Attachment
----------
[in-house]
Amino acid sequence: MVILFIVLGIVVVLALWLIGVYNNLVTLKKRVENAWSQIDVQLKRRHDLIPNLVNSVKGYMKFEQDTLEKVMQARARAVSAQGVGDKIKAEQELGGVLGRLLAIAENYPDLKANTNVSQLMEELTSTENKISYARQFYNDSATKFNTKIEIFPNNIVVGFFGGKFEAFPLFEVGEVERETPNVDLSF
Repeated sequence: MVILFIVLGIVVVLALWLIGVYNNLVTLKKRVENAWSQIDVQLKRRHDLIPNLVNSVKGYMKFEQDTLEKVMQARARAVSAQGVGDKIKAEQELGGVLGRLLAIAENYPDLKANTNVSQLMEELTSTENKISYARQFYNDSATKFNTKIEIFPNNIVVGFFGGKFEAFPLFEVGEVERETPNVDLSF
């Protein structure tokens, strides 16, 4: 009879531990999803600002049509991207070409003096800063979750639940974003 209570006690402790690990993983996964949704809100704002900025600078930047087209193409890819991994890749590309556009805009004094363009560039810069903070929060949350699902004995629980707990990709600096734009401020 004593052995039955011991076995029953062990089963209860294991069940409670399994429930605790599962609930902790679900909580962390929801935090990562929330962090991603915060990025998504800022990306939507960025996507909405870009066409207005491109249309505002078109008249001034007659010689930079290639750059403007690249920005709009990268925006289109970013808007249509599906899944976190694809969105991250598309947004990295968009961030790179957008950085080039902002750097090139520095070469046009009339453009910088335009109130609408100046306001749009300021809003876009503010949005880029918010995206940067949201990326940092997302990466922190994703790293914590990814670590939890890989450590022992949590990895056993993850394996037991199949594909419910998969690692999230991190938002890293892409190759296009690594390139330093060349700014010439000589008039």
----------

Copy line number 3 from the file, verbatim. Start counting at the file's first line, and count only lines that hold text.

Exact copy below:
Repeated sequence: MVILFIVLGIVVVLALWLIGVYNNLVTLKKRVENAWSQIDVQLKRRHDLIPNLVNSVKGYMKFEQDTLEKVMQARARAVSAQGVGDKIKAEQELGGVLGRLLAIAENYPDLKANTNVSQLMEELTSTENKISYARQFYNDSATKFNTKIEIFPNNIVVGFFGGKFEAFPLFEVGEVERETPNVDLSF